Generation Why?

A generation of gamers comes of age, and new a generation rises to ridicule them.

Generation Why?

"A lot of the threads at these sites crow about victory despite the winner's declining years, and at least imply a hearty taunt delivered over the body of the fallen foe. If they're playing Halo, they typically recount a 'tea-bag' (a motion where the victor puts his genitals on the victim's body). If they're playing World of Warcraft, they talk about ganking gankers. So, really, the subject matter is the same here as everywhere else."

Roger Travis explores the mature gamer arena, and the creation of the "normal gamer."

Generation Why?

"My downward spiral into casual gaming didn't happen overnight. The first baby was easy. All she did was eat, poop and sleep. Blizzard released World of Warcraft right about the time I started my paternity leave, so I spent most of my journey to level 60 with a sleeping baby in my arms."

Aaron Griffith describes his slow, downward spiral into casual gamerhood.

Generation Why?

"However, as the recent debates over the PlayStation 3 have illustrated, a console is a significant purchase for most consumers. Few teenagers have access to the amount of money required to purchase multiple consoles. While the experience on each console may be roughly equivalent, the disc formats on each console are proprietary. The high cost of the console to the consumer must be amortized over a large number of games, and publishers tend to abandon any console without a large user base. Those who have already purchased a console have a vested interest in the believing it will continue to remain viable in the market, and even have a motivation to convince others of the fact, evangelizing their purchase."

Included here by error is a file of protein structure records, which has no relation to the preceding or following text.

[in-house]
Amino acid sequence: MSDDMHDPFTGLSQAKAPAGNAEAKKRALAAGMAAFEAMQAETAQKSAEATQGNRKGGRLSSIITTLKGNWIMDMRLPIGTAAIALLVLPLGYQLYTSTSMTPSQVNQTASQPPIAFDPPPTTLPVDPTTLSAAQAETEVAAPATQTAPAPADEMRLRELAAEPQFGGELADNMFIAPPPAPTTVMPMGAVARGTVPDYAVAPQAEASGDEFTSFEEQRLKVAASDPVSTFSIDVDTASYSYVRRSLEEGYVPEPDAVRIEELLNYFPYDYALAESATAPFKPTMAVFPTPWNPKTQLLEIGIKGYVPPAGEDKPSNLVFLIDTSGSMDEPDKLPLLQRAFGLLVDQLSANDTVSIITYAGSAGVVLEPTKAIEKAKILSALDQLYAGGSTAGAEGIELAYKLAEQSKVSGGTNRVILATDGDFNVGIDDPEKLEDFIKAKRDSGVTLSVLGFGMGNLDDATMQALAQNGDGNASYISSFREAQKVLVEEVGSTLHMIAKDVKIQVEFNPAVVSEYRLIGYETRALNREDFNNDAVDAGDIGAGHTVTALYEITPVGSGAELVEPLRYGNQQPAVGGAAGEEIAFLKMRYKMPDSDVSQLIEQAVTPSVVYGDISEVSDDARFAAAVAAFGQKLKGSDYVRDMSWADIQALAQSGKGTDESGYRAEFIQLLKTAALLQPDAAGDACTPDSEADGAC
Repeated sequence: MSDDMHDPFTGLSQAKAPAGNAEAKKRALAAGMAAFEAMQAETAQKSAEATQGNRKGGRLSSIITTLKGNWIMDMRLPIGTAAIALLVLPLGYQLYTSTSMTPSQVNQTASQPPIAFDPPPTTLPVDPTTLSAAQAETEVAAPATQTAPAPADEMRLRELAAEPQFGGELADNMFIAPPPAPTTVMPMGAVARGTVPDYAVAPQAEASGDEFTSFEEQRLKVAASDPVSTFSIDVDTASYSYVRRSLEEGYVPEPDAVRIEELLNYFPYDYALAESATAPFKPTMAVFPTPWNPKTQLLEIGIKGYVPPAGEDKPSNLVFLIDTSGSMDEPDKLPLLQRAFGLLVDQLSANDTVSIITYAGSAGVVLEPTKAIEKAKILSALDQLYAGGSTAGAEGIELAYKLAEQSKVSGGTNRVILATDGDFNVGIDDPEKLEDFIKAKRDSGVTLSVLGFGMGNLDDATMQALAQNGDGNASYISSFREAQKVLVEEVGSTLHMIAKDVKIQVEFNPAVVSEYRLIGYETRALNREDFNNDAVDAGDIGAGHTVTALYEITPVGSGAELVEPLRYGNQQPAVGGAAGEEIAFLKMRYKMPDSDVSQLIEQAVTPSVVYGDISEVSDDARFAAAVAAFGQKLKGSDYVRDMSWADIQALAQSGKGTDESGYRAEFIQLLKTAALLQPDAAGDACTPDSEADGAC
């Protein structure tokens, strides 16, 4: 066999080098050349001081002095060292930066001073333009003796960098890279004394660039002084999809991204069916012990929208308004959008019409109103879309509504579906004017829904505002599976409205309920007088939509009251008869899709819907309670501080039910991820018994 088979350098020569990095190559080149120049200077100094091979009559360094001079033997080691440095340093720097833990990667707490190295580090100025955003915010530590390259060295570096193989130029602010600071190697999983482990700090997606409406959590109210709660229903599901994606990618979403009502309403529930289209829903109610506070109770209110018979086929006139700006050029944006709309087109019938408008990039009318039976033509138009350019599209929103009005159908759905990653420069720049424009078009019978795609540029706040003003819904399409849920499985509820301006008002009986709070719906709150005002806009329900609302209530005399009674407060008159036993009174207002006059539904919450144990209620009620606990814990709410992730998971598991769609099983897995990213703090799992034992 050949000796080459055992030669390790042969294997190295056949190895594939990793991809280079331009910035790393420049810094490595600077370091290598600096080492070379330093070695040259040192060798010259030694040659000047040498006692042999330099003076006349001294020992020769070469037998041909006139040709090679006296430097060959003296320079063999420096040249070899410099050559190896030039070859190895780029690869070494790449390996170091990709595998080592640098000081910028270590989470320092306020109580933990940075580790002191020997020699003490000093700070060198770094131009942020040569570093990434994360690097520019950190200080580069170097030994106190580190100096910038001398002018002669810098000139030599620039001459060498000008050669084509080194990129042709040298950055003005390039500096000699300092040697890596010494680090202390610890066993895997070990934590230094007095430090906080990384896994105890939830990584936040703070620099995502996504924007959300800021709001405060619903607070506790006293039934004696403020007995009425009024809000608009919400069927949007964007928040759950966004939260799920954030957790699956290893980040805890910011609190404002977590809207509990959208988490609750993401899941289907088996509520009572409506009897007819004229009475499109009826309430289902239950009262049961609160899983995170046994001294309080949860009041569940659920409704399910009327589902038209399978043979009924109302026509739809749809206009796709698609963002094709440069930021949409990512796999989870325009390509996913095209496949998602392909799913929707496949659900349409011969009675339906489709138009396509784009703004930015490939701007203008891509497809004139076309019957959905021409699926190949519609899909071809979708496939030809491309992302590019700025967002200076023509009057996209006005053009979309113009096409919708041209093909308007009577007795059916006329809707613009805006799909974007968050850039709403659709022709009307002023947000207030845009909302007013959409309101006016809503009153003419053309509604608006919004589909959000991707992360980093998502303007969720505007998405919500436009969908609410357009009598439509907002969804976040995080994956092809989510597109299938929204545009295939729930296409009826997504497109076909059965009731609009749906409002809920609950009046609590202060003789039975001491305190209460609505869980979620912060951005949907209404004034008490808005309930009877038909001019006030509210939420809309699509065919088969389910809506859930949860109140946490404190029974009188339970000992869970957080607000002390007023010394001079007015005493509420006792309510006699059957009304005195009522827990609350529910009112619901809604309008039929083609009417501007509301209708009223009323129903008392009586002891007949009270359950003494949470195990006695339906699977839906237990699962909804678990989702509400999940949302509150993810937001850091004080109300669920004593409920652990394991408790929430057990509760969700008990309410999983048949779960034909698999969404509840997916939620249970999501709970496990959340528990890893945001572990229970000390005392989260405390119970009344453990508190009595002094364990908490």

Charles Wheeler asks the question, "Where do Fanboys Come From?"

Generation Why?

"When viewed in this context, MMOGs simply represent the latest in a string of frontiers to be colonized by transmedia integration. Yet MMOGs are also forms of play, which puts them in a different category from television or comic books. Like licensed toys and previous forms of licensed videogames, MMOGs represent something of a hybrid, bridging the gap between narrative and play. And because play is such an important part of childhood, the expansion of media brands into its content warrants special attention."

Sara Grimes scouts the coming wave of child-centric marketing.

Generation Why?

"Dad played Zaxxon, Donkey Kong and Centipede; I evolved into obscure text-parser adventure games. We put our heads together on titles of the early 16-bit console era; I'd call him at work (often to his consternation) to tell him when I'd cleared a new level in Keith Courage in Alpha Zones or Legendary Axe. My mother never embraced technology - on the contrary. She called me downstairs once in hysterics to "fix" the computer; I complied, moving the mouse to disengage the screen saver."

Leigh Alexander describes her childhood, Growing Up Gamer.